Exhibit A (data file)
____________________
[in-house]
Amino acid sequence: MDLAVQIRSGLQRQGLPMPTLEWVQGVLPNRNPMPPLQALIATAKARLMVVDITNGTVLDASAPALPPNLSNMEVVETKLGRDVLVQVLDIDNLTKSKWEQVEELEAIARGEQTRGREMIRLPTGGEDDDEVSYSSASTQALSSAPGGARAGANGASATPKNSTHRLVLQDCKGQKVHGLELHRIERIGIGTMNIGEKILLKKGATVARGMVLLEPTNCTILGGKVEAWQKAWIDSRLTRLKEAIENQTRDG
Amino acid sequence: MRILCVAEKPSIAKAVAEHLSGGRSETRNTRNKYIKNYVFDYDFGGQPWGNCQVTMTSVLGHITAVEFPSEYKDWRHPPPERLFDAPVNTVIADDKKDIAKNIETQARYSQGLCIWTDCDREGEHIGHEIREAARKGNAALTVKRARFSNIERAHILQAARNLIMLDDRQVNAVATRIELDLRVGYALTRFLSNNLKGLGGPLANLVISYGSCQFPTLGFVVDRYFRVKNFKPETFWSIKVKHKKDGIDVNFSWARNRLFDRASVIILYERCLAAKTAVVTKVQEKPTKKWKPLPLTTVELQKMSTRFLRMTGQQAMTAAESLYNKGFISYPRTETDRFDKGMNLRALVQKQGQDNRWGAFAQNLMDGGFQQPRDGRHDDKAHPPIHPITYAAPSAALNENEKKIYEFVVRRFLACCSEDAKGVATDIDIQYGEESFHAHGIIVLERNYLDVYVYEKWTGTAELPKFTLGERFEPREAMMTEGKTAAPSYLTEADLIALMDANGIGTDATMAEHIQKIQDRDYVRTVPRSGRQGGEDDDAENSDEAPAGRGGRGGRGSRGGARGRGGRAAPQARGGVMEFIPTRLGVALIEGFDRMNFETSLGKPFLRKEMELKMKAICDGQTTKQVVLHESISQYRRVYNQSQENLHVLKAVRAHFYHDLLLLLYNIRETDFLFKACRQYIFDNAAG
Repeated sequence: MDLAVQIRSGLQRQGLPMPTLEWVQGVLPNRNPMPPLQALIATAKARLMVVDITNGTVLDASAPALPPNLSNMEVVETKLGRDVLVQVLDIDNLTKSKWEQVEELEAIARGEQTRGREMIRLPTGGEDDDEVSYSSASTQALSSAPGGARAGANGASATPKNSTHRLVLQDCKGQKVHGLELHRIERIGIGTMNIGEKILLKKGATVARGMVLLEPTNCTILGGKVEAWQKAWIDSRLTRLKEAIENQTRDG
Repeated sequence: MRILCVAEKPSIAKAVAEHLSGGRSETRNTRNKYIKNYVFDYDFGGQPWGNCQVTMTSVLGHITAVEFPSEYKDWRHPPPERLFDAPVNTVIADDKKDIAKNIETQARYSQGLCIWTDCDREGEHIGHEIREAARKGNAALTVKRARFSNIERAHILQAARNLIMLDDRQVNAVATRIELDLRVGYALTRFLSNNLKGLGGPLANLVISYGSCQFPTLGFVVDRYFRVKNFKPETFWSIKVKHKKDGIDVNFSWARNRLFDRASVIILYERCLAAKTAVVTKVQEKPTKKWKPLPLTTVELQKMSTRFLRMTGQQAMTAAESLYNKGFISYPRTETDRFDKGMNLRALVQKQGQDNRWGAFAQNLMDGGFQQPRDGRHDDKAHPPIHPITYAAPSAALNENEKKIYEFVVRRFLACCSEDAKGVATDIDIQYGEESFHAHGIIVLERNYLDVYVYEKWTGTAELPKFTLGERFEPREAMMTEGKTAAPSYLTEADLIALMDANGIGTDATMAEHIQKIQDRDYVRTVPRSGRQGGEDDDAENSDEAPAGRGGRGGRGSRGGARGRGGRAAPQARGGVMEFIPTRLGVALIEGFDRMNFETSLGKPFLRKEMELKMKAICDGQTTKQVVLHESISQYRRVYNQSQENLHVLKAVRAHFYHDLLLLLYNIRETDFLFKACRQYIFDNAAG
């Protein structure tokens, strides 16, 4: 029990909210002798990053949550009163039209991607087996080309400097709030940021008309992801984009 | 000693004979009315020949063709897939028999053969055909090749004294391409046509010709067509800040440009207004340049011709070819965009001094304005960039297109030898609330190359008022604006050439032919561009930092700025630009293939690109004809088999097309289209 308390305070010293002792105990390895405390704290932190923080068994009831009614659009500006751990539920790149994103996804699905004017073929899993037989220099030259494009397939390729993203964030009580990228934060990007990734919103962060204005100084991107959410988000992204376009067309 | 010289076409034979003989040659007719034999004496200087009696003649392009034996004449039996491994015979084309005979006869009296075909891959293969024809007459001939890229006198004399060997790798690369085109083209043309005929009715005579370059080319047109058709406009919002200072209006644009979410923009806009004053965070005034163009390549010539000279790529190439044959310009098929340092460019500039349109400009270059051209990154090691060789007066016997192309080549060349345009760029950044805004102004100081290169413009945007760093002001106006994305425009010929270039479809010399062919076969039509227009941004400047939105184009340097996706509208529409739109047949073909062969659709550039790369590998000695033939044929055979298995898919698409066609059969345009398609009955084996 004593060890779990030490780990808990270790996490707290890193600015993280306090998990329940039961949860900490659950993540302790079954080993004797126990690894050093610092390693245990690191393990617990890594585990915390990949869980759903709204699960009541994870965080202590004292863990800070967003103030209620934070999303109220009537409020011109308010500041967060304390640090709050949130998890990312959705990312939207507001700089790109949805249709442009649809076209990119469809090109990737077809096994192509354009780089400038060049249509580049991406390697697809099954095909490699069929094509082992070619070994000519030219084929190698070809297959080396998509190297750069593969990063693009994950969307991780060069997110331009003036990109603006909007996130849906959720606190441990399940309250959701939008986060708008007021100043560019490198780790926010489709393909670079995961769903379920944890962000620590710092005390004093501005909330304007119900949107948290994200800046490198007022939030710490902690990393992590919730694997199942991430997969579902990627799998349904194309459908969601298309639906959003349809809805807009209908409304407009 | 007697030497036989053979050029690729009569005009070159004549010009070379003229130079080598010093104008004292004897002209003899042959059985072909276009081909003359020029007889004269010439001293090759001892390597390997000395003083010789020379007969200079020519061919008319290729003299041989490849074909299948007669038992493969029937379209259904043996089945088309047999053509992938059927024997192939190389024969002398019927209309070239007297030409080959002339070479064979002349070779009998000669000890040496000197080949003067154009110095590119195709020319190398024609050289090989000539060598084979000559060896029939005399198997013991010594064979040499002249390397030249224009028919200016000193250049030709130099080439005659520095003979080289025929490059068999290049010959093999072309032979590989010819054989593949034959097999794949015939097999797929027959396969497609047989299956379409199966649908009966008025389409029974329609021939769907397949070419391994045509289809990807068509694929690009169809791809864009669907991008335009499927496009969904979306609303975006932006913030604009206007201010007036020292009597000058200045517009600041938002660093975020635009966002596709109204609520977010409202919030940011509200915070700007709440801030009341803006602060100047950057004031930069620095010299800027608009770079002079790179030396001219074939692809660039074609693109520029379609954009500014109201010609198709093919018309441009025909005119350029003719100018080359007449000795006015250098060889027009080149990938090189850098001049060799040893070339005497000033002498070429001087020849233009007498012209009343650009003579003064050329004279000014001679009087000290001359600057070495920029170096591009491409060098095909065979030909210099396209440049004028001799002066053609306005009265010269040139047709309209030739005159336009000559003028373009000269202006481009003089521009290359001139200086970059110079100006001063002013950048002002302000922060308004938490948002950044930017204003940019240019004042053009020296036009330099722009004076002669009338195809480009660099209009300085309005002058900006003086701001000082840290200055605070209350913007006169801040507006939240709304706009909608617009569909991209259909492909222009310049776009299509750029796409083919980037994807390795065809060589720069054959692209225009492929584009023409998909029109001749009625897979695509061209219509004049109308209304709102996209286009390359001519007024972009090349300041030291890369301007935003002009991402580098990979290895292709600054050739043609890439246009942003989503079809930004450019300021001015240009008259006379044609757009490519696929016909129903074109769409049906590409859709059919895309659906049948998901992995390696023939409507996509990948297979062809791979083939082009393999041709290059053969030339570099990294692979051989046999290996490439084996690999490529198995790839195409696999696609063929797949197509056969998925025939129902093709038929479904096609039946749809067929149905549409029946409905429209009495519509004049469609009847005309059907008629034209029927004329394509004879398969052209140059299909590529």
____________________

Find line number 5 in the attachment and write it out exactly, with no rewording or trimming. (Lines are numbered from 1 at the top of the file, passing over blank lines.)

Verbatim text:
Repeated sequence: MRILCVAEKPSIAKAVAEHLSGGRSETRNTRNKYIKNYVFDYDFGGQPWGNCQVTMTSVLGHITAVEFPSEYKDWRHPPPERLFDAPVNTVIADDKKDIAKNIETQARYSQGLCIWTDCDREGEHIGHEIREAARKGNAALTVKRARFSNIERAHILQAARNLIMLDDRQVNAVATRIELDLRVGYALTRFLSNNLKGLGGPLANLVISYGSCQFPTLGFVVDRYFRVKNFKPETFWSIKVKHKKDGIDVNFSWARNRLFDRASVIILYERCLAAKTAVVTKVQEKPTKKWKPLPLTTVELQKMSTRFLRMTGQQAMTAAESLYNKGFISYPRTETDRFDKGMNLRALVQKQGQDNRWGAFAQNLMDGGFQQPRDGRHDDKAHPPIHPITYAAPSAALNENEKKIYEFVVRRFLACCSEDAKGVATDIDIQYGEESFHAHGIIVLERNYLDVYVYEKWTGTAELPKFTLGERFEPREAMMTEGKTAAPSYLTEADLIALMDANGIGTDATMAEHIQKIQDRDYVRTVPRSGRQGGEDDDAENSDEAPAGRGGRGGRGSRGGARGRGGRAAPQARGGVMEFIPTRLGVALIEGFDRMNFETSLGKPFLRKEMELKMKAICDGQTTKQVVLHESISQYRRVYNQSQENLHVLKAVRAHFYHDLLLLLYNIRETDFLFKACRQYIFDNAAG